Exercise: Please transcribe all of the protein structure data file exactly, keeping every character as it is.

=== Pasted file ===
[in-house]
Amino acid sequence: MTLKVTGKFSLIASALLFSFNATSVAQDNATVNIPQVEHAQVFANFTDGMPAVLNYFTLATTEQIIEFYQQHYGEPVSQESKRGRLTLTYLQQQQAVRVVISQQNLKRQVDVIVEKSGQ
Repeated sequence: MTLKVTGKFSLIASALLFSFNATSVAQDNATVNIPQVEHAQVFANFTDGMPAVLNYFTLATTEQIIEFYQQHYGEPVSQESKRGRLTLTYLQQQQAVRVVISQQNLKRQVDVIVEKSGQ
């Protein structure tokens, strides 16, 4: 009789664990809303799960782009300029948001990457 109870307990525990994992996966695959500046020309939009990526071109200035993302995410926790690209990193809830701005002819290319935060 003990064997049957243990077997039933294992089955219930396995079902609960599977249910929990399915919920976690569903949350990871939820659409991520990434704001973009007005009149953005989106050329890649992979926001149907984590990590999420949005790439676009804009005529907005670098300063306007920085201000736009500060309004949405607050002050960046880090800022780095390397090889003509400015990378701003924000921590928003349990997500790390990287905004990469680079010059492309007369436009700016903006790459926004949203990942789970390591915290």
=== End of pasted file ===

[in-house]
Amino acid sequence: MTLKVTGKFSLIASALLFSFNATSVAQDNATVNIPQVEHAQVFANFTDGMPAVLNYFTLATTEQIIEFYQQHYGEPVSQESKRGRLTLTYLQQQQAVRVVISQQNLKRQVDVIVEKSGQ
Repeated sequence: MTLKVTGKFSLIASALLFSFNATSVAQDNATVNIPQVEHAQVFANFTDGMPAVLNYFTLATTEQIIEFYQQHYGEPVSQESKRGRLTLTYLQQQQAVRVVISQQNLKRQVDVIVEKSGQ
């Protein structure tokens, strides 16, 4: 009789664990809303799960782009300029948001990457 109870307990525990994992996966695959500046020309939009990526071109200035993302995410926790690209990193809830701005002819290319935060 003990064997049957243990077997039933294992089955219930396995079902609960599977249910929990399915919920976690569903949350990871939820659409991520990434704001973009007005009149953005989106050329890649992979926001149907984590990590999420949005790439676009804009005529907005670098300063306007920085201000736009500060309004949405607050002050960046880090800022780095390397090889003509400015990378701003924000921590928003349990997500790390990287905004990469680079010059492309007369436009700016903006790459926004949203990942789970390591915290």